Corporal Edwin Carter, Rifle Brigade, 1916
From the Star, 25 November 1916.
Six weeks ago Mrs Carter of Hauteville received a letter from her son, Corporal Edwin Carter, Rifle Brigade, in which he stated that on the following day he was to lead his platoon over the trenches and that he did not expect to see them again, and wished them all goodbye.
Having had no news from her son since that day, Mrs Carter wrote to the Records' Office for news. Receiving no answer she telegraphed, and on Friday evening, received the following telegram:
Missing, 19/10/16. Nothing further. Carter. Records.
Corporal E Carter, who is 25 years of age, enlisted in the Rifle Brigade 7 years ago, and was in India when the war broke out. He came over with the first Indian Contingent, and proceeded to France, after a brief furlough in the island. He was Acting-Corporal then and had been promoted to Corporal in France.
He has been wounded twice, once in the knee, and the second time in the face, when he was struck by shrapnel. He was removed to England and after a brief furlough here returned to France. Soon after returning he was sent back to base suffering from shell-shock.
He has had several narrow escapes of being killed. Once, all his companions were either killed or wounded, and on another occasion a bullet passed through the peak of his cap without injuring him.
In his letter Corporal E Carter also stated that the engagement next day was the 9th he had participated in.
Before enlisting Corporal Carter was 7 years in the employ of Mr F Clarke, States Arcade.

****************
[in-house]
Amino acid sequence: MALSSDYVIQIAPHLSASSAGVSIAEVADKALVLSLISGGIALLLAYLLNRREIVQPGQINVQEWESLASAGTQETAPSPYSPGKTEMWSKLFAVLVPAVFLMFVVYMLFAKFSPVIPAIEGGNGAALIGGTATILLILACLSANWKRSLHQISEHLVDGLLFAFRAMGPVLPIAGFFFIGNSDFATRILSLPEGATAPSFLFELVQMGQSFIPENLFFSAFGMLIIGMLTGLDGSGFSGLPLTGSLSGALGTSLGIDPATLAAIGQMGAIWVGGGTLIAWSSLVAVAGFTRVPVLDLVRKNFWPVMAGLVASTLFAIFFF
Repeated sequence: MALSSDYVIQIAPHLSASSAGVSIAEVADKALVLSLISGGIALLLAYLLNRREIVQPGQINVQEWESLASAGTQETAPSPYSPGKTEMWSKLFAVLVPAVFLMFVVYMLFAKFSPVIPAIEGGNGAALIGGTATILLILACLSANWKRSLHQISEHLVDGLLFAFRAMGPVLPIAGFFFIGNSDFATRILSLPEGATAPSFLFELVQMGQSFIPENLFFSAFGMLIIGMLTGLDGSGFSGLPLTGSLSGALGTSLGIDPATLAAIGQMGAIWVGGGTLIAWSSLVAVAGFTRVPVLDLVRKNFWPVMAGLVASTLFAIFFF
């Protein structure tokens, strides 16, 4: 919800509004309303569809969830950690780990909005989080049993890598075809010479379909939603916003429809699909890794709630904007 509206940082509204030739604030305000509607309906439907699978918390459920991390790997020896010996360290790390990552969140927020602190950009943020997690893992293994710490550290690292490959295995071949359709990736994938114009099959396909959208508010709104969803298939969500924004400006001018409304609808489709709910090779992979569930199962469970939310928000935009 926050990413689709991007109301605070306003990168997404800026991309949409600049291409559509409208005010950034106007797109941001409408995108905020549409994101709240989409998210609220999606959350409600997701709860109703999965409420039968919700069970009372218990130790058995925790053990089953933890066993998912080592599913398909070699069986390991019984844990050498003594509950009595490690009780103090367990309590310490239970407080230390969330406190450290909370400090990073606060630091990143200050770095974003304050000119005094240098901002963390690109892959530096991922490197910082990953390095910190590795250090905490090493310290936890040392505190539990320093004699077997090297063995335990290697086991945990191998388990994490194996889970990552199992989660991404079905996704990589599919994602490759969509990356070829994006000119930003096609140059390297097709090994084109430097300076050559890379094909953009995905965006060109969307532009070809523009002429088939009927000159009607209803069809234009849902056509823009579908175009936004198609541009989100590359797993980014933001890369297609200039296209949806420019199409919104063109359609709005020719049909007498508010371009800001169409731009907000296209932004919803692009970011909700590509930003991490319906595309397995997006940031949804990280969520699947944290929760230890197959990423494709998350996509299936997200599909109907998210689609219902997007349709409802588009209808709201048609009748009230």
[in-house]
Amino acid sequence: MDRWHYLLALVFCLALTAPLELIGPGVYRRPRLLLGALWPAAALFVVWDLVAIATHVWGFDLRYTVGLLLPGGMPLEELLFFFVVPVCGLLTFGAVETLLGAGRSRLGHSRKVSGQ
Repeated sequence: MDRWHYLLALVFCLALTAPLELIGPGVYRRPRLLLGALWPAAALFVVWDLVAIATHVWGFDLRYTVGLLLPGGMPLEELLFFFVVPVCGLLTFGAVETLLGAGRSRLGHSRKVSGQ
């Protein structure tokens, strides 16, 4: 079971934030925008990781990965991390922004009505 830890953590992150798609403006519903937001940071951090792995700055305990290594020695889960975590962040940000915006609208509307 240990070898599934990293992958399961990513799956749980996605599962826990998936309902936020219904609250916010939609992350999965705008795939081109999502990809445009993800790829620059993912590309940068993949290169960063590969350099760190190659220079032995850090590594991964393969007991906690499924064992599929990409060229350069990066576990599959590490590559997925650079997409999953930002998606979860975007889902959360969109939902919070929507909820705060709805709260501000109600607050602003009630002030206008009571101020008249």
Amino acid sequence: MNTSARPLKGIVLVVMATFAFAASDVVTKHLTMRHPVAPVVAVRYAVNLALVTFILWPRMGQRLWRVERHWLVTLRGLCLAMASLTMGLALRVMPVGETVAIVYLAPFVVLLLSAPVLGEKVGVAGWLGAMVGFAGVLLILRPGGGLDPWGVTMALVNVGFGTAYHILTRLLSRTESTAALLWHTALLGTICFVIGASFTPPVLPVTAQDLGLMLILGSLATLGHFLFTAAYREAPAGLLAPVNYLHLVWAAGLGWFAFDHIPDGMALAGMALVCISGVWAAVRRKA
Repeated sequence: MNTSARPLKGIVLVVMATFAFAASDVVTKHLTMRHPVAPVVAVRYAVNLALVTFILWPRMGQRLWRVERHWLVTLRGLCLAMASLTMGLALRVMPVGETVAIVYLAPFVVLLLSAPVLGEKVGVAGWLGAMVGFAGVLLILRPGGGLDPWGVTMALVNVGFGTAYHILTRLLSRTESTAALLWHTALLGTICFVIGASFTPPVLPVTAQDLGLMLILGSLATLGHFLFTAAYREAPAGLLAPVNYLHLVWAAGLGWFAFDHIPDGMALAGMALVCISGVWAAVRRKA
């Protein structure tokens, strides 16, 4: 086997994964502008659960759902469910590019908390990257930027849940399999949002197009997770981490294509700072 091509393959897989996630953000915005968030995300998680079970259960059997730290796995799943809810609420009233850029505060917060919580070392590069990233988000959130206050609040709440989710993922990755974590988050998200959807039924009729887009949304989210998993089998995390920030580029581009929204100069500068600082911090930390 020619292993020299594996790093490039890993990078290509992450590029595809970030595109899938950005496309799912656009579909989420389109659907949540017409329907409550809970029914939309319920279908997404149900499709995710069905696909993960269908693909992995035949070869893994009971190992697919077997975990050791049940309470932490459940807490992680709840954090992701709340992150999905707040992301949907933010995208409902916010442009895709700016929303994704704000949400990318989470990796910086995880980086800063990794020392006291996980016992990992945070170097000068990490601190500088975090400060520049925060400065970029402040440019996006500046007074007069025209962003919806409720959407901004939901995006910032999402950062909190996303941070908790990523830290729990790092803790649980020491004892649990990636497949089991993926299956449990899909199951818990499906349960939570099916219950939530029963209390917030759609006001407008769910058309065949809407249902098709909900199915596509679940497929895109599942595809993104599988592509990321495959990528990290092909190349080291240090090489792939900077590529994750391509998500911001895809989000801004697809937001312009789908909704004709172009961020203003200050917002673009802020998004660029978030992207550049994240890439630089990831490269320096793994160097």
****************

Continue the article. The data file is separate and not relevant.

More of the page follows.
We sincerely hope that news may be forthcoming and that he may yet be a prisoner-of-war.
War Letters: Life in the trenches.
The Star, January 29, 1915.
Private Edwin Carter of the Rifle Brigade writes to a friend in Guernsey:
You want to know a bit about life in the trenches. We have three days in the trenches, and three days in billets. We have been here now three months and I can tell you we have had very bad weather. Our old trenches are simply full of water, just like a river, and the men have to take it in turns baling out the water, and the remainder have been all night working in making new trenches behind the old ones. It is quite a treat to go in a dry trench after being in the damp ones. Of course, the new ones have no shelter from artillery fire, so we have to be flat down close up to the cover to get out of the way.
The men do not have much of a rest in the trenches. They have to do sentry go, and often they have to go and help the men on fatigue to improve the trenches and make them more secure and safe from artillery and rifle fire. We have lost a good many of our men; about 30 killed, 40 wounded and more than 200 sick. Our casulaties all told are about 270.
The German snipers are the men who do the damage. As regards their artillery fire, it is not much good. All they have done up to now is smash houses and churches. As far as I know, up to the present we have only lost one of our men through one of their shells. They have sent a good many over, also 'Jack Johnsons.'
The first time we went into billets, just before we had our artillery, they shelled us out three times, and I tell you we did not call them something, but since our artillery have come they have kept the German guns quiet.